Monsanto Gets Access To Powerful Gene Editing Tool

Recently MIT and Harvard have made news for their invention of the CRISPR gene editing system. Regarded as the powerful gene editing system yet it gives scientists an option to easily modify the DNA of organism with relative ease. CRISPR may be used to edit zebrafish, cows, and even humans. Recently the farming giant Monsanto was given a nonexclusive licenses to use CRISPR for the purposes of genome editing. This isn’t the first time the company has used gene editing technology to innovate. Monsanto, a company so successful German pharmaceutical company Bayer has purchased it for 66 billion, has a long history of producing genetically modified organisms and distributing them worldwide. However, CRISPR would give Monsanto the ability to provide produce with a much higher level of genetic fitness than is currently seen.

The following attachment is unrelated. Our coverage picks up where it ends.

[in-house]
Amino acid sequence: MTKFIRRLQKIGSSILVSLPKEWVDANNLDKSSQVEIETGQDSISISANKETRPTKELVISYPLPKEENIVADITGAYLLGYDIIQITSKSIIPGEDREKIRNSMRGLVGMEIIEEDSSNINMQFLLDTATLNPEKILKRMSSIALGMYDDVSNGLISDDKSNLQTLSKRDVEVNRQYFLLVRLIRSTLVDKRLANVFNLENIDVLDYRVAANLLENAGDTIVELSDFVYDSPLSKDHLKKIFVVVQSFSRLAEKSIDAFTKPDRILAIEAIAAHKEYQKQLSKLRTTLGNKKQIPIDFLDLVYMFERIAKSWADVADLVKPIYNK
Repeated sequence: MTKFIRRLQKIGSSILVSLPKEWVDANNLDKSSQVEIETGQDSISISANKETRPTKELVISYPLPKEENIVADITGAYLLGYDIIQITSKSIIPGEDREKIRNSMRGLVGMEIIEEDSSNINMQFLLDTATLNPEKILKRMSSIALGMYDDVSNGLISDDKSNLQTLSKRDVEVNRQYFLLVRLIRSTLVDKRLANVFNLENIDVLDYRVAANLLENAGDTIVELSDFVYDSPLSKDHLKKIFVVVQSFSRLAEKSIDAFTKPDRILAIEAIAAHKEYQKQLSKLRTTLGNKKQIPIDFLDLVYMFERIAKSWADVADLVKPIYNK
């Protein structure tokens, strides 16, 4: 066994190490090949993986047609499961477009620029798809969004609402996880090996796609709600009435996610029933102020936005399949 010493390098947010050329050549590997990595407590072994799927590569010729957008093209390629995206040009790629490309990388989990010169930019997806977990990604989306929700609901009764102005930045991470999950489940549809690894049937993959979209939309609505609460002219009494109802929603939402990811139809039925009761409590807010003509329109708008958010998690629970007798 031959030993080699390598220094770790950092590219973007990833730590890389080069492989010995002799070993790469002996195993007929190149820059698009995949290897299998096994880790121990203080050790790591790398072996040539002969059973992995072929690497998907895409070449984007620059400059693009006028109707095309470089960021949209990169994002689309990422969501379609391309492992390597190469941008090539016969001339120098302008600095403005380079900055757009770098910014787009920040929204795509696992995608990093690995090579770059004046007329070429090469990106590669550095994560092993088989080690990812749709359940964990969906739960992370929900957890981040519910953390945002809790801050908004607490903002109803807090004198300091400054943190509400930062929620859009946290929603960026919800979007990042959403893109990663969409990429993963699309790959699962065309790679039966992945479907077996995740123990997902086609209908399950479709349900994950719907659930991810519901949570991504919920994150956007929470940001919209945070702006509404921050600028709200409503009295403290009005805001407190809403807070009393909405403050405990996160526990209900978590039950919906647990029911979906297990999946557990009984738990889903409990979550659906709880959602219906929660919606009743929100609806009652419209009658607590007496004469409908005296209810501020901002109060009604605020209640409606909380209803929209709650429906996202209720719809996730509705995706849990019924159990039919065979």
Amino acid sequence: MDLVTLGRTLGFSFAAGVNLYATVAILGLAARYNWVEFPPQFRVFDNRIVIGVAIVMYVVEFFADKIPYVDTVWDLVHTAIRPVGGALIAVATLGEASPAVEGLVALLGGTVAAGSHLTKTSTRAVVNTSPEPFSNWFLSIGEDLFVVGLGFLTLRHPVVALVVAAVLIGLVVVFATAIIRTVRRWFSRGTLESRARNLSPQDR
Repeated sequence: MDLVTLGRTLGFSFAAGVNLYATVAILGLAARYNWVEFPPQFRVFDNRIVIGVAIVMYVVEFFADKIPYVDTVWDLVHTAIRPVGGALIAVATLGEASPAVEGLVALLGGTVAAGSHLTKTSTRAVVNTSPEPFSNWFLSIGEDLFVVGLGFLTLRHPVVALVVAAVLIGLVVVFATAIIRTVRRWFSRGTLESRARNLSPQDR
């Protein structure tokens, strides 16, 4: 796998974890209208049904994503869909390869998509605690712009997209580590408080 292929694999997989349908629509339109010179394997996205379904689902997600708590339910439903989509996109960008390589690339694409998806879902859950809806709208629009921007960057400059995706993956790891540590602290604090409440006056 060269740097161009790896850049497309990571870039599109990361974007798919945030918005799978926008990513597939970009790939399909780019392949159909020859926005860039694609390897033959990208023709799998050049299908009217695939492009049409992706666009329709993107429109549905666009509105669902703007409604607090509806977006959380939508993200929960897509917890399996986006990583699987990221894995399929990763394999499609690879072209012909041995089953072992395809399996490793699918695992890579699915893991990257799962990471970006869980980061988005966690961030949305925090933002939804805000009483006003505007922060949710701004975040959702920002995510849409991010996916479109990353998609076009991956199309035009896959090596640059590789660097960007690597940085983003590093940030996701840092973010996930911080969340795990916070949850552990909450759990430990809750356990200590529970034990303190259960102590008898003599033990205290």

Currently, Monsanto sees no way to use the technology as it sees fit. The licensing agreement between Monsanto and the universities responsible for CRISPR prevents Monsanto from using the technology for “gene driving”. This highly controversial practice would involve “pushing” a genetic characteristic through a wild population in hopes of making the trait exceptionally common. While gene driving has the potential to cause amazing changes in the nature of many organisms, there are fears the technology could potentially spread undesirable traits and cause some species to go extinct. The agreement signed goes even further preventing Monsanto from using “terminator” seeds(seeds that cause the second generation of a plant to become sterile) or GURT(genetic use restriction technology), which often used to produce terminator seeds. There are also restrictions on what plants Monsanto may use CRISPR on. Using the technology to genetically modify tobacco plants is strictly forbidden.

Even with the restrictions, Monsanto has the ability to use the technology to create some truly groundbreaking innovations in farming. Crops designed to withstand drought and pests could change the way we farm. The potential for CRISPR and Monsanto is only limited by their imagination.